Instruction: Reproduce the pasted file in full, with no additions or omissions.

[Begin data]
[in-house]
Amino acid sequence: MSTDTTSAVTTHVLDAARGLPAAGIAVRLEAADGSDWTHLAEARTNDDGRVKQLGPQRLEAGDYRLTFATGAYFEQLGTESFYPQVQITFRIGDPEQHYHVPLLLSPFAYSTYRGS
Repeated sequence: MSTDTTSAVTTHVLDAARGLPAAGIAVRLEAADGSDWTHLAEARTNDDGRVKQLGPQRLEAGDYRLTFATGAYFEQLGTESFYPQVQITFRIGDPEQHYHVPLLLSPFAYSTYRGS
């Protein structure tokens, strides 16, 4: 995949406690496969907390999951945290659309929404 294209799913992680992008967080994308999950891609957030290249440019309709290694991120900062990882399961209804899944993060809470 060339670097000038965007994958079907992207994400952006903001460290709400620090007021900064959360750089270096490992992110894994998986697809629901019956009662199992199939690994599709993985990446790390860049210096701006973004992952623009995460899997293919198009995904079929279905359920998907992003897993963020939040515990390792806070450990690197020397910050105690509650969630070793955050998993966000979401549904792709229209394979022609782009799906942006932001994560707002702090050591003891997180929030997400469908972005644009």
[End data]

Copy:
[in-house]
Amino acid sequence: MSTDTTSAVTTHVLDAARGLPAAGIAVRLEAADGSDWTHLAEARTNDDGRVKQLGPQRLEAGDYRLTFATGAYFEQLGTESFYPQVQITFRIGDPEQHYHVPLLLSPFAYSTYRGS
Repeated sequence: MSTDTTSAVTTHVLDAARGLPAAGIAVRLEAADGSDWTHLAEARTNDDGRVKQLGPQRLEAGDYRLTFATGAYFEQLGTESFYPQVQITFRIGDPEQHYHVPLLLSPFAYSTYRGS
């Protein structure tokens, strides 16, 4: 995949406690496969907390999951945290659309929404 294209799913992680992008967080994308999950891609957030290249440019309709290694991120900062990882399961209804899944993060809470 060339670097000038965007994958079907992207994400952006903001460290709400620090007021900064959360750089270096490992992110894994998986697809629901019956009662199992199939690994599709993985990446790390860049210096701006973004992952623009995460899997293919198009995904079929279905359920998907992003897993963020939040515990390792806070450990690197020397910050105690509650969630070793955050998993966000979401549904792709229209394979022609782009799906942006932001994560707002702090050591003891997180929030997400469908972005644009």